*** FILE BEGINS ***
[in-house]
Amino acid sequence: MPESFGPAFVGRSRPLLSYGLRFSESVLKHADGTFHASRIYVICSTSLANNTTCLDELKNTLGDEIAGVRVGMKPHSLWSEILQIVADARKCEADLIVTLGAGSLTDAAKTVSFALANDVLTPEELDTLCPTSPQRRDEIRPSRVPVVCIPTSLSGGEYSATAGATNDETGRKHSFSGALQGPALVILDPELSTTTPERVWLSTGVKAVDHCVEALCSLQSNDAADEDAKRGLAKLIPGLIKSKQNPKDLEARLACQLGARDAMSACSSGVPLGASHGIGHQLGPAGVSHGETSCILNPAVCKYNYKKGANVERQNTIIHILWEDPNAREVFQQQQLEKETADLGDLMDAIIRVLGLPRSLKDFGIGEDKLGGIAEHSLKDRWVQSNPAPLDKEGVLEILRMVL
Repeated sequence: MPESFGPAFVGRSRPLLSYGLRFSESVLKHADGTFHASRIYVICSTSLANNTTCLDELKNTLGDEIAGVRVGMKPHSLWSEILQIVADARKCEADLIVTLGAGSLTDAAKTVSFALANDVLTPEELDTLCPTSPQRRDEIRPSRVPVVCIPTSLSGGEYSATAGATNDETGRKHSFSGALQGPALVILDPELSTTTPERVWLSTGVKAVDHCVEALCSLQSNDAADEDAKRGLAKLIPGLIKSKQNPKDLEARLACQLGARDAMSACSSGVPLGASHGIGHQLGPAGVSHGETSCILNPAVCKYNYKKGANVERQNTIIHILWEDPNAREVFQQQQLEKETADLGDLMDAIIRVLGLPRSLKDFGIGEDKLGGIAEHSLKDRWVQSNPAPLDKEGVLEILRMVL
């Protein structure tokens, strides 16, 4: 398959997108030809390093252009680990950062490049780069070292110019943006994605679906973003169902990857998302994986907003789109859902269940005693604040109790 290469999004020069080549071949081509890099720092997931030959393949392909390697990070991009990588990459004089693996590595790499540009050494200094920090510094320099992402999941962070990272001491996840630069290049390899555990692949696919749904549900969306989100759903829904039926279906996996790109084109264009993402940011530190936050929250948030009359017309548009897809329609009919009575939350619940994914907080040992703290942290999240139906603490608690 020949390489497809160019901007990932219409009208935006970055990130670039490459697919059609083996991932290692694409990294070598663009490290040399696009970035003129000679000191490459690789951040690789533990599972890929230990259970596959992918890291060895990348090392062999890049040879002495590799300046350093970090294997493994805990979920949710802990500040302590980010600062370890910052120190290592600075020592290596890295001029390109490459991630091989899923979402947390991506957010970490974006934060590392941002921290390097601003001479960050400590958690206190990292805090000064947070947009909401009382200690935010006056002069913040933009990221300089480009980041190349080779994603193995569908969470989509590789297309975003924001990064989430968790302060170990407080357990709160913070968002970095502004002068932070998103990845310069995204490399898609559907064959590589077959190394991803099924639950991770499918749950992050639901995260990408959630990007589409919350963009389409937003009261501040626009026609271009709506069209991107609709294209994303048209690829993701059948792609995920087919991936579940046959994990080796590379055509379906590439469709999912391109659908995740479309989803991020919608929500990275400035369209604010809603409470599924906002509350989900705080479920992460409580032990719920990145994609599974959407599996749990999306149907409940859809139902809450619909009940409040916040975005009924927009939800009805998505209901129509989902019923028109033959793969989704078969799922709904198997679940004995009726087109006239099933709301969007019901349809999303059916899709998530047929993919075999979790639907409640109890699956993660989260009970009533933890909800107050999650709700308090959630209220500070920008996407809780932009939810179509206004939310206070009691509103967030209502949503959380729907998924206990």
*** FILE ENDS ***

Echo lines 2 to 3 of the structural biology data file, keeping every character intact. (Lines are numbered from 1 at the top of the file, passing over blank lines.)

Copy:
Amino acid sequence: MPESFGPAFVGRSRPLLSYGLRFSESVLKHADGTFHASRIYVICSTSLANNTTCLDELKNTLGDEIAGVRVGMKPHSLWSEILQIVADARKCEADLIVTLGAGSLTDAAKTVSFALANDVLTPEELDTLCPTSPQRRDEIRPSRVPVVCIPTSLSGGEYSATAGATNDETGRKHSFSGALQGPALVILDPELSTTTPERVWLSTGVKAVDHCVEALCSLQSNDAADEDAKRGLAKLIPGLIKSKQNPKDLEARLACQLGARDAMSACSSGVPLGASHGIGHQLGPAGVSHGETSCILNPAVCKYNYKKGANVERQNTIIHILWEDPNAREVFQQQQLEKETADLGDLMDAIIRVLGLPRSLKDFGIGEDKLGGIAEHSLKDRWVQSNPAPLDKEGVLEILRMVL
Repeated sequence: MPESFGPAFVGRSRPLLSYGLRFSESVLKHADGTFHASRIYVICSTSLANNTTCLDELKNTLGDEIAGVRVGMKPHSLWSEILQIVADARKCEADLIVTLGAGSLTDAAKTVSFALANDVLTPEELDTLCPTSPQRRDEIRPSRVPVVCIPTSLSGGEYSATAGATNDETGRKHSFSGALQGPALVILDPELSTTTPERVWLSTGVKAVDHCVEALCSLQSNDAADEDAKRGLAKLIPGLIKSKQNPKDLEARLACQLGARDAMSACSSGVPLGASHGIGHQLGPAGVSHGETSCILNPAVCKYNYKKGANVERQNTIIHILWEDPNAREVFQQQQLEKETADLGDLMDAIIRVLGLPRSLKDFGIGEDKLGGIAEHSLKDRWVQSNPAPLDKEGVLEILRMVL